Ajinkya Rahane - conquering the middle-order
Indian batsman describes his transition from top-three to No. 5 and 6
He is part of India’s latest batch of batting riches. With consistent performances overseas, he has cemented his place in India’s Test middle order. And he is one of the more consistent performers in the IPL.
At 26, Ajinkya Rahane has many reasons to believe he is a superstar. But he doesn’t.
Shy, short, skinny and soft-spoken. Ajinkya will not catch your eye in a crowd. He will walk past you, quietly, without giving out any aura or charisma.
But watch him bat on a cricket pitch, trying to get his team out of a hole in trying conditions, facing a bunch of daunting, giant fast bowlers and he will make you take notice. The steel in his eyes, the assurance in his every move and the air of confidence in his demeanour are unmistakable.
Ajinkya doesn’t believe that the world rotates around him. He just ensures he plays his part in ensuring that the rotation is smooth.
If the match-winning century at Lord’s was a stamp of reassertion of his batting skills, the 52 not-out in a losing cause at the Ageas Bowl was a testimony to his temperament.
Used to bat in the top-order for Mumbai all his life, Ajinkya has taken to the No. 5 and 6 positions in the Test team like fish to water.
In a chat with BCCI.TV, the Rahane spoke about his transition from top to middle order and the men who have been his inspiration.
You have predominantly been a top-order batsman all your life. How did the decision of making yourself available as a middle order batsman come about?
When I started playing first-class cricket, I opened the batting for two years and did quite well. Then the Mumbai team management thought that my batting at No. 3 will be beneficial for the team. I gave a positive response to their call and batted at that position for the next few years. When I got picked for the Indian team, I was there as a middle-order batsman. I had never batted at No. 5 before and it was a very new thing for me. But I took it as a fresh challenge and tried my best to adapt to the role.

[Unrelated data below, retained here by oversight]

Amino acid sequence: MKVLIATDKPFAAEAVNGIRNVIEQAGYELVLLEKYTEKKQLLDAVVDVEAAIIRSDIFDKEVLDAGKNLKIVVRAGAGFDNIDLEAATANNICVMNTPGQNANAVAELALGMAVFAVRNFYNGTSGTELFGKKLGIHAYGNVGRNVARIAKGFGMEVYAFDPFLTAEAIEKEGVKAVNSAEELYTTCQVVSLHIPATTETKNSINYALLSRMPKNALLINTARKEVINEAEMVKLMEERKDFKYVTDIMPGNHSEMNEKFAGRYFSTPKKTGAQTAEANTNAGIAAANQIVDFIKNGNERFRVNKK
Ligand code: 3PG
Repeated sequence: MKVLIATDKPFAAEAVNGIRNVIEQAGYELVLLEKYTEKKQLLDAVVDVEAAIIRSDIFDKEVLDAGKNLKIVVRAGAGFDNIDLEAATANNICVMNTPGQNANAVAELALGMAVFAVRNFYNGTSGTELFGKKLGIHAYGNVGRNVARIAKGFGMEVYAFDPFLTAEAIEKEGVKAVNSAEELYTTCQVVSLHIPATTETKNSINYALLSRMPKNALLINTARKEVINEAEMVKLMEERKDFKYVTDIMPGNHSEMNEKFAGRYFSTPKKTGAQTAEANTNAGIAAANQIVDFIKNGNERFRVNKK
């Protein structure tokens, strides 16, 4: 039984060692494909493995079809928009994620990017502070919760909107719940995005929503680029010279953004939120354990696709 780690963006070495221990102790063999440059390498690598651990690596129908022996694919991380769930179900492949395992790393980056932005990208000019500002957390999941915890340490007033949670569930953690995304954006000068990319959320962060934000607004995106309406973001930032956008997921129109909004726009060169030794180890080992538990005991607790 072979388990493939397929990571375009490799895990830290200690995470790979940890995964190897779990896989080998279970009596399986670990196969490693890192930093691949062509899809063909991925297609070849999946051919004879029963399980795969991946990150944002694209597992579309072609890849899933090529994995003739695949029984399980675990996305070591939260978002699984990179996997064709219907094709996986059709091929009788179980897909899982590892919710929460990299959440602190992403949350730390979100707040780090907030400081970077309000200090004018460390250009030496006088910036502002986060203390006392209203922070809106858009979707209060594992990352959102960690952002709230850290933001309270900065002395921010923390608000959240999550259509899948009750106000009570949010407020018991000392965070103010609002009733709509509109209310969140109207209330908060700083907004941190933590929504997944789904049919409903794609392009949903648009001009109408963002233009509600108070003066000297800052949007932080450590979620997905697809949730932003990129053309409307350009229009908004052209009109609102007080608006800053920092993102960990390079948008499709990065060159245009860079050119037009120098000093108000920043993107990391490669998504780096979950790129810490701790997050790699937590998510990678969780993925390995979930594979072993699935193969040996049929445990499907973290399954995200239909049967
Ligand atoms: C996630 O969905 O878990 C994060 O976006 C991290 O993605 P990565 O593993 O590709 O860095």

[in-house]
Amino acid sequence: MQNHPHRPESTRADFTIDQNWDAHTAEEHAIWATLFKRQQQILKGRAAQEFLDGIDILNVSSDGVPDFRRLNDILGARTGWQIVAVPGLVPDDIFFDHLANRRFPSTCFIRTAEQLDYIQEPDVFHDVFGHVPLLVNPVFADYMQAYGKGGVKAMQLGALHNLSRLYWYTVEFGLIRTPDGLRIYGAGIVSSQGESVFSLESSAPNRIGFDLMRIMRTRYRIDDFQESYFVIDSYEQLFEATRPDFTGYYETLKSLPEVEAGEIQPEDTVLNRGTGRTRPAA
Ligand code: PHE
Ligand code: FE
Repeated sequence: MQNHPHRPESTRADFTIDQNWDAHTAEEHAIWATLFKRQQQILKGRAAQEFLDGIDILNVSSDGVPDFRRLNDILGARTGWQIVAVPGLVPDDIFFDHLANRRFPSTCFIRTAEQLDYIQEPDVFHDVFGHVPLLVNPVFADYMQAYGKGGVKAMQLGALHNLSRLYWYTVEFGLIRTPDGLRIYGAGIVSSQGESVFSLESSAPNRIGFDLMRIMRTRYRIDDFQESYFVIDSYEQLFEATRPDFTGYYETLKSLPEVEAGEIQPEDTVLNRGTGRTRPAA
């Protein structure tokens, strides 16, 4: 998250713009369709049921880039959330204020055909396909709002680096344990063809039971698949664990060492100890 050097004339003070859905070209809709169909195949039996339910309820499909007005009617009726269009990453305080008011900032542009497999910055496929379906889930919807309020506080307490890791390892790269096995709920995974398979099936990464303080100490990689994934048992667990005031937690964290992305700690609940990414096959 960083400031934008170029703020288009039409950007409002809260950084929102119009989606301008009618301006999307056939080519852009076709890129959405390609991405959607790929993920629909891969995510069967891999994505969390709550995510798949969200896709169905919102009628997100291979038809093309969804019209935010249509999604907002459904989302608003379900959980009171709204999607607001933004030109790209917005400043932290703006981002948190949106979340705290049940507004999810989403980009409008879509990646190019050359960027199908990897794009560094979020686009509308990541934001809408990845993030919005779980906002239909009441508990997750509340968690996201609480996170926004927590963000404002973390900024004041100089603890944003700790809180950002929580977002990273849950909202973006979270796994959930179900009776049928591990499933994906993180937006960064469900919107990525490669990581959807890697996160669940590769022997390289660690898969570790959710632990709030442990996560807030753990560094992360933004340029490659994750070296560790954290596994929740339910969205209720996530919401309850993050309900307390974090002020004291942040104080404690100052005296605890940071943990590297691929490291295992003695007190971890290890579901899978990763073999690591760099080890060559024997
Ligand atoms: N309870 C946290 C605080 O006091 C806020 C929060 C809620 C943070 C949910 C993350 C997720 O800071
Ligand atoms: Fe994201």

What was the most difficult part of making the transition to the middle-order?
The most challenging aspect for me was to train my mind. Your technique doesn’t change with your batting position but the mindset does. I didn’t play any matches for the first two years I was with the Indian team. So I got a lot of time to just sit back and observe the senior players. I watched and tried to learn from how the top seven batsmen prepared before a match depending on their batting position and with what mindset they went out to bat. I knew that if I wanted to play for India, I always have to keep my mind open and be prepared to bat at any position. I was so lucky to have people like Sachin paaji, Rahul bhai and Laxman paaji around to observe and learn from. So, those two years were very educative and helpful for me.
Batting in the top-order is very proactive while coming in at 5 or 6 is more reactive as you have to bat according to the situation. How has it worked for you?
That’s the most challenging aspect of batting at No. 5 – you go in to bat with different situations all the time and you have to alter your game according to the scoreboard situation. In this series so far I have had to come in and bat with the responsibility of steadying the team innings. My approach has been to give the initial few overs to the bowlers, respect them and get in. Once I score 25-30 runs, I start playing my normal game. I always look for runs because if you are at the wicket for a long time without scoring many runs, you let the game drift away and give the opposition an upper hand. So, scoring runs is as important as staying at the wicket. That is how I approached my Lord’s innings as well.
One similarity between opening and batting at 5 is that you are mostly facing the new ball. Did that make the transition relatively smoother?
It is an advantage. Having opened, when I face the second new ball batting at 5 or 6, I know exactly how to negotiate and also take advantage of the new ball. The top-order experience has helped me in that regards.
Although you have grown up idolizing Rahul Dravid, your role in the Test team is what VVS Laxman used to play. Have you taken a leaf out of his book?
When batting in top three, you have to get ready very quickly if you’re batting first or after you return from fielding. When batting at No. 5 you have more time in your hands. I noticed how Laxman paaji made the optimal use of the time. He used to come to the dressing room, relax, take a shower and take a brief nap. I learnt from him how important it is that during this time when you are waiting for your turn to bat, you don’t over-think things and stress your mind out. It is important to switch off and go out to bat with a fresh mind when your turn comes. I did take that from him – sometimes, when there is a bit extra time, I try to sleep for 10-15 minutes. It helps me de-stress and rejuvenate my mind.